Healing Heroes: Medical research proves vital on battlefield
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Researcher and Orthopedic Surgeon John Kragh doesn't have to look far for a reminder of the difference devices like the Combat Ready Clamp, or CRoC, make in the battlefield.
His friend, Corporal Jaime Smith, was one of 18 killed in the battle of Mogadishu portrayed in the movie "Black Hawk Down."
"Cpl. Jaime Smith, who I knew as Pvt. Smith, was shot in the groin and needed some sort of device. He didn't have this or anything quite like it and that was lethal for Cpl. Smith," Kragh said. "The areas that join the appendages with the trunk had become the most common cause of death on the battlefield that we thought was preventable."
Devices like The Truncal Tourniquet can help stop bleeding in areas where a regular tourniquet doesn't work. Research is happening at the U.S. Army Institute of Surgical Research, located right next to the San Antonio Military Medical Center, where they’re testing potentially lifesaving devices before they hit the battlefield.
Researchers are currently working on the Wireless Vital Signs Monitor
, a new portable lightweight wireless vital signs monitor using technology to help detect signs of trouble which may otherwise go unnoticed.
Those in the battlefield are currently monitoring seriously injured troops based only on blood oxygen level and heart rate.
"Our medics are going into battle with only a finger pulsox as their only diagnostic tool for basically taking care of these critical care patients," Combat Critical Care Engineering Jose Salinas said. "In the United States, if you are in a trauma situation and you have to be transported to a hospital, you get hooked up to a $15,000 monitor and it gives you a lot more information than what's currently available on the battlefield."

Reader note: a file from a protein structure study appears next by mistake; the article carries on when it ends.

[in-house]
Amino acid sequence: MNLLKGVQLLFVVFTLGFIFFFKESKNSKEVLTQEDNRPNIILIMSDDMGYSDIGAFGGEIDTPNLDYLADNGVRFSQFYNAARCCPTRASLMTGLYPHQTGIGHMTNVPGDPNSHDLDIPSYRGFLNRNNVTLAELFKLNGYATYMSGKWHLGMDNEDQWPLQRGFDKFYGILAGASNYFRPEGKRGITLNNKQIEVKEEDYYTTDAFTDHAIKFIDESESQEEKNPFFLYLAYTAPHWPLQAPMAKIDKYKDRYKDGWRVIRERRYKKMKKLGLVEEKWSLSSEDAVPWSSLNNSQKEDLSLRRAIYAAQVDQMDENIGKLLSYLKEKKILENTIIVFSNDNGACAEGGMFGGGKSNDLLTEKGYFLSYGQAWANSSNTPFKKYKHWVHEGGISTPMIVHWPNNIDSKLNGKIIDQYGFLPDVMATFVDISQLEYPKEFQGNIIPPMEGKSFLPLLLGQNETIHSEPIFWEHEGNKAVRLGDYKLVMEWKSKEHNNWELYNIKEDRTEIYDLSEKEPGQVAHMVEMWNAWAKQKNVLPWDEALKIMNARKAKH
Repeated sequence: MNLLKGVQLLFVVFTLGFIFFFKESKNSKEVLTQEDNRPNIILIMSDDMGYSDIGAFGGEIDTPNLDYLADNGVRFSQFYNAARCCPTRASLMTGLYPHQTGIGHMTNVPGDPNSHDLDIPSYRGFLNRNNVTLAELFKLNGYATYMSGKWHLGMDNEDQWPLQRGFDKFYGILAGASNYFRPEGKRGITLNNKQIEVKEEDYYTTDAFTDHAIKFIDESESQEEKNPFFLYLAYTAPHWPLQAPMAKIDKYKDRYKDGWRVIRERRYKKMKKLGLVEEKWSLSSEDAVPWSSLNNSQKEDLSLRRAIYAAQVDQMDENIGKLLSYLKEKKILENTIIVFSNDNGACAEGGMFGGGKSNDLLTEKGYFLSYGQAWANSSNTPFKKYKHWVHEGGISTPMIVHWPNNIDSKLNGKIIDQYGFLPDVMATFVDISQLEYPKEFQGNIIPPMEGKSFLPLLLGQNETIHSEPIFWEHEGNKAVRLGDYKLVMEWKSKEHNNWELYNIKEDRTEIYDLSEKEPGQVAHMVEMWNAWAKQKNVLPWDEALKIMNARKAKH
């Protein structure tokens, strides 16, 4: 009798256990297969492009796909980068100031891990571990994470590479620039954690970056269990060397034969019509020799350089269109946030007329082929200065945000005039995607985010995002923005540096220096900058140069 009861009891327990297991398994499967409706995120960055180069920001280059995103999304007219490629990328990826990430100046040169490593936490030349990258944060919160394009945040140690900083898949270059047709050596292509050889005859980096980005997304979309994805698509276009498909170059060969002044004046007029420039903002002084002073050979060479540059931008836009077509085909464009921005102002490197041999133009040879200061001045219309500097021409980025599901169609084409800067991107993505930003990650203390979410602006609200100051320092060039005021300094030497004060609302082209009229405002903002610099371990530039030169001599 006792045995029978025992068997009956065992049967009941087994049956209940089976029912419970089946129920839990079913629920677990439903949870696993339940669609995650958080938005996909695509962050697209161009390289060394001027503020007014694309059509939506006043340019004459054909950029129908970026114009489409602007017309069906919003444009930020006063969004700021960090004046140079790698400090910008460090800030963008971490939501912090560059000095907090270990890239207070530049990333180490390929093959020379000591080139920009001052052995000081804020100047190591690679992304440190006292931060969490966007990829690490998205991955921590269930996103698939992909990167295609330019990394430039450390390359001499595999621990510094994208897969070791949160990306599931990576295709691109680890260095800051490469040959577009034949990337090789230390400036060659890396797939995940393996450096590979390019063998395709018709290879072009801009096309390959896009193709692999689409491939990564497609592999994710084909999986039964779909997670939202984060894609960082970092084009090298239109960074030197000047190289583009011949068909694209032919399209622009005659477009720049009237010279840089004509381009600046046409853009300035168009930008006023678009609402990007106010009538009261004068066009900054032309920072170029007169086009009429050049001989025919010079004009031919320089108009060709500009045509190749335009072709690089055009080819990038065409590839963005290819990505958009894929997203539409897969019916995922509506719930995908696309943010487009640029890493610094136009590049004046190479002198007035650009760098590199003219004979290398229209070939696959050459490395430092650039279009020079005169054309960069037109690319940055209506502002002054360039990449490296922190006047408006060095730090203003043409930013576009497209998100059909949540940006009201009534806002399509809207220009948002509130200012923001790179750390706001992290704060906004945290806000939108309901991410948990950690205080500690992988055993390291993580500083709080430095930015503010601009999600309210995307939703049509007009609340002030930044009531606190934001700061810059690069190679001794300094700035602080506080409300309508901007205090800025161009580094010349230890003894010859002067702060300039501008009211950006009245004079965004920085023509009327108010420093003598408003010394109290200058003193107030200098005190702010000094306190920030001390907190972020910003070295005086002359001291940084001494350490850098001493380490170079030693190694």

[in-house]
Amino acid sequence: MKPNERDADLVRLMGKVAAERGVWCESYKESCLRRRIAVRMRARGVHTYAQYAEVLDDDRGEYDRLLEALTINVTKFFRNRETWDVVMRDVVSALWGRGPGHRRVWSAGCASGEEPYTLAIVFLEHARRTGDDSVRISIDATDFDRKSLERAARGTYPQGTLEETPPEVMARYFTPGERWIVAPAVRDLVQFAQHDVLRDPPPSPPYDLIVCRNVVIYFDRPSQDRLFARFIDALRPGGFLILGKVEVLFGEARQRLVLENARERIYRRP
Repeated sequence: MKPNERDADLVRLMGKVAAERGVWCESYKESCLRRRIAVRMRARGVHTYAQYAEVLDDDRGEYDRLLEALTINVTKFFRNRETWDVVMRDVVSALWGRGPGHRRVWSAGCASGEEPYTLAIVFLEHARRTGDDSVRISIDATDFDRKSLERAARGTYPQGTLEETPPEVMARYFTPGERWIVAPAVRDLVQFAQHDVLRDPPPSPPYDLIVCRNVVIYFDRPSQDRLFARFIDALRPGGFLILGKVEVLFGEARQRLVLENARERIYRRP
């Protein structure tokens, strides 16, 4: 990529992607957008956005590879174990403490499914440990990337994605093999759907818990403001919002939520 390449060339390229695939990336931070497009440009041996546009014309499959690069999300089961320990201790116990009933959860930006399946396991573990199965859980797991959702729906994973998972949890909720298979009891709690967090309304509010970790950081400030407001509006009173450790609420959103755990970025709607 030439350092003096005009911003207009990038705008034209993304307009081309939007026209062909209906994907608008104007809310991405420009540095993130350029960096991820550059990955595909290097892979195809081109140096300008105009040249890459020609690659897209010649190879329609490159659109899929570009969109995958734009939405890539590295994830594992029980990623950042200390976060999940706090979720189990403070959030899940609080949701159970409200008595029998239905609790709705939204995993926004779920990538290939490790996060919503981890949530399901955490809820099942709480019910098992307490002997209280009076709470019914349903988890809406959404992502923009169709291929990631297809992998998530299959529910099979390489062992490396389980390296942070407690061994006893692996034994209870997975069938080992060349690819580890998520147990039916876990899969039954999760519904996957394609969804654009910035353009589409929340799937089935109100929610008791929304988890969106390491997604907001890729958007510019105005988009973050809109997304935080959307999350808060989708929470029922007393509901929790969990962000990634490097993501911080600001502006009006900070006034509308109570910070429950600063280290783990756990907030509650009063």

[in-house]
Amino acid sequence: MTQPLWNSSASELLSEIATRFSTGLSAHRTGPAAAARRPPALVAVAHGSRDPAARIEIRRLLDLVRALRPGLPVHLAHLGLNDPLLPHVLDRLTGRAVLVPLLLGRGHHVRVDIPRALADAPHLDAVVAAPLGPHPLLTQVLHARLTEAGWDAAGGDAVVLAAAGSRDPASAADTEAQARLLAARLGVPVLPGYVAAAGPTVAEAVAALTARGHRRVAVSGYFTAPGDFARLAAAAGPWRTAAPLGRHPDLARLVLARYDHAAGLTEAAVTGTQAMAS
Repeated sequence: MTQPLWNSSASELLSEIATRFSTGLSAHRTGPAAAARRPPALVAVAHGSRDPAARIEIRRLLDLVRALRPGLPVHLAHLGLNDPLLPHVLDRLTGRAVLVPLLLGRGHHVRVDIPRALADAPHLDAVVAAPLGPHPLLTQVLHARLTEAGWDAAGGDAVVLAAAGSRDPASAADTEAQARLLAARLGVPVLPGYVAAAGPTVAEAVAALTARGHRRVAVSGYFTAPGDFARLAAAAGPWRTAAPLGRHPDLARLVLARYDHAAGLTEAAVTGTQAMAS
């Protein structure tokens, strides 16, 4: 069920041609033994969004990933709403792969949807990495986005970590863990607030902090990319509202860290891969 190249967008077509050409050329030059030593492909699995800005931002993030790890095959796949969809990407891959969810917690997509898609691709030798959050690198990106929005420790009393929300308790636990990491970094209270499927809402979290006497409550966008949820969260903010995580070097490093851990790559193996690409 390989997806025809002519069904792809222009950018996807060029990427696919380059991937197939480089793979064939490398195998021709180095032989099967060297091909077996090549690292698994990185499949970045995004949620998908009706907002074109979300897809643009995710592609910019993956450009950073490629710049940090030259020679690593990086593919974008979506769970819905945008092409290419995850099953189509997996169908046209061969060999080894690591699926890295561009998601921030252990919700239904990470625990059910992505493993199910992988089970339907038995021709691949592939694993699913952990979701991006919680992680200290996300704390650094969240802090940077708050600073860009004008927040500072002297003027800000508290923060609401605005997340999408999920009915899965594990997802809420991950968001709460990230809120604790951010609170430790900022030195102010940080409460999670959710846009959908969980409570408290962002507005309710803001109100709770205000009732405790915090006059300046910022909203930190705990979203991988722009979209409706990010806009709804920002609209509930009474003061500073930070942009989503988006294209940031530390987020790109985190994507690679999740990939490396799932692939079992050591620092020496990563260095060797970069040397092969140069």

The wireless component can make the most of one medic.
"Any technology we can provide to that 68 Whiskey, medic, will definitely help improve patient care," Salinas said. “Now you have a medic with a receiving unit who can take care of multiple casualties."
Both the Truncal Tourniquet and Wireless Vital Signs Monitor have yet to be widely distributed and used on the warfront. The CroC comes with a price tag of $427, but the cost of training associated with the device makes it a big decision. From a researcher’s perspective, Kragh says it shouldn't be about the dollars, it's about what he says simply makes sense.
"The loss of any one of these casualties is very real. Corporal Smith had a family. He had buddies," Kragh said.
Even with the greatest advancements in technology and medicine, support from family and the community play vital roles in the healing process for wounded warriors.
Friday, we'll tell you about a place at Fort Sam Houston that's providing a home away from home for injured troops and their families.